Antidote to ‘The Fourth Kind’

December 15, 2009

The aliens are coming—again. In 1977 Steven Spielberg gave us Close Encounters of the Third Kind . And now The Fourth Kind rachets extraterrestrial paranoia up a notch. (The movie gets an unexpected boost from simultaneously appearing newspaper headlines proclaiming “Vatican considers possibility of alien life in the universe [ Buffalo News , Nov. 11, 2009].)

Informed skeptics will know that the close-encounters scale was devised in 1972 by UFOlogist J. Allen Hynek. UFO sightings represent the first kind; up-close UFO observation and trace evidence comprise the second; and sightings or interactions with extraterrestrials characterize the third kind. Later, investigators added a fourth kind, involving alleged alien abductions. (See my Entities , 1995, 205–220 .)

The Fourth Kind is set in today’s Nome, Alaska, where for decades an alarming number of persons have supposedly gone missing. The psychologist Dr. Abigail Tyler has sessions with hypnotically regressed patients who begin to “recall” traumatic encounters with extraterrestrials. By interspersing “fictional” recreations with snippets of “real” footage, and using other deceptive tactics and techniques to impart verisimilitude, filmmaker Olatunde Osunsanmi imitates the aliens by trying to rob moviegoers of their wits.

I predict a partial success. Some may emerge from theaters with intensified belief in such alien shenanigans. But here follows an antidote to credulity.

First, there is no credible scientific evidence that aliens have ever visited the planet earth—let alone that they have abducted earthlings. Apart from a few probable hoaxes (such as the case of Travis Walton, which served as the basis for the 1993 movie Fire in Sky ), most alleged alien abductions originate from altered states of consciousness—especially “waking dreams” (which occur between being fully asleep and fully awake and may be characterized by hallucinations and “sleep paralysis”) and hypnosis (which I describe as the yellow brick road to fantasyland). The best abductee cases (as in John Mack’s 1994 Abduction ) involve persons who have fantasy-prone personalities. They tend to be easily hypnotized, to have vivid dreams, and to possess a proclivity to perceive their imaginings as real. (See also my Adventures in Paranormal Investigation , 2007, 251–258.)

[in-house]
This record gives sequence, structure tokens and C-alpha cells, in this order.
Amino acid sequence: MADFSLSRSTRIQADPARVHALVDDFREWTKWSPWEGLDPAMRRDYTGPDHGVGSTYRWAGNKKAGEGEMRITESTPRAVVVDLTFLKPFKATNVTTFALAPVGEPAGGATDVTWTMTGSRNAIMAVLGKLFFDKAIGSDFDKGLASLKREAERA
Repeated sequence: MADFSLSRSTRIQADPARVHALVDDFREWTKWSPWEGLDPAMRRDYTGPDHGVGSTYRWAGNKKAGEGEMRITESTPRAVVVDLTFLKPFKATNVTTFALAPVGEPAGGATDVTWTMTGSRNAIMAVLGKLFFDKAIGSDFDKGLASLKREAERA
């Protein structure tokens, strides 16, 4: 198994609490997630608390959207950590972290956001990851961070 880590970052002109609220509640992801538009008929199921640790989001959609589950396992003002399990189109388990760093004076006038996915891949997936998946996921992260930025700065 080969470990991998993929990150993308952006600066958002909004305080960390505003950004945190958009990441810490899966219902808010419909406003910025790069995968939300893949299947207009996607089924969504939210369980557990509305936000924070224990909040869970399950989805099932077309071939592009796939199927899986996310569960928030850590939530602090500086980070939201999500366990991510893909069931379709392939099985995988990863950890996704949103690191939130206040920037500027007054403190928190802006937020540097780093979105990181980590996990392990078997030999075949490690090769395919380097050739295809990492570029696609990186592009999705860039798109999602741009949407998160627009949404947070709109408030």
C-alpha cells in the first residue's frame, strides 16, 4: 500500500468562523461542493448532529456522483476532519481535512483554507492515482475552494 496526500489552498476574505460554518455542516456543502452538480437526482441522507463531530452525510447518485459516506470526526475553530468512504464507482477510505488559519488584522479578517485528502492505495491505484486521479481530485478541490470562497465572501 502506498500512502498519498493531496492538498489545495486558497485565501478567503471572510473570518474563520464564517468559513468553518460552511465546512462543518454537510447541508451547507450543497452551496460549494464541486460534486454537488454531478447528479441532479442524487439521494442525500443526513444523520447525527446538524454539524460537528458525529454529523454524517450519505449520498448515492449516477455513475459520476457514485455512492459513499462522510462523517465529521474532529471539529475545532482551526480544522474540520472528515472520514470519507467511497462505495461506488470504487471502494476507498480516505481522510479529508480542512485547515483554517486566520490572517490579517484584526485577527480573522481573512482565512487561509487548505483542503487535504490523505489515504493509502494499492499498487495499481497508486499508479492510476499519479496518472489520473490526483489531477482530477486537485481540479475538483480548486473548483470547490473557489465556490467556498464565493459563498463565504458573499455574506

When I once appeared with Whitley Streiber and other abduction gurus on John Hockenberry’s TV talk show, the journalist concluded the segment by asking if I had any advice about aliens. I quipped, “Just keep being skeptical; they aren’t abducting skeptics.”

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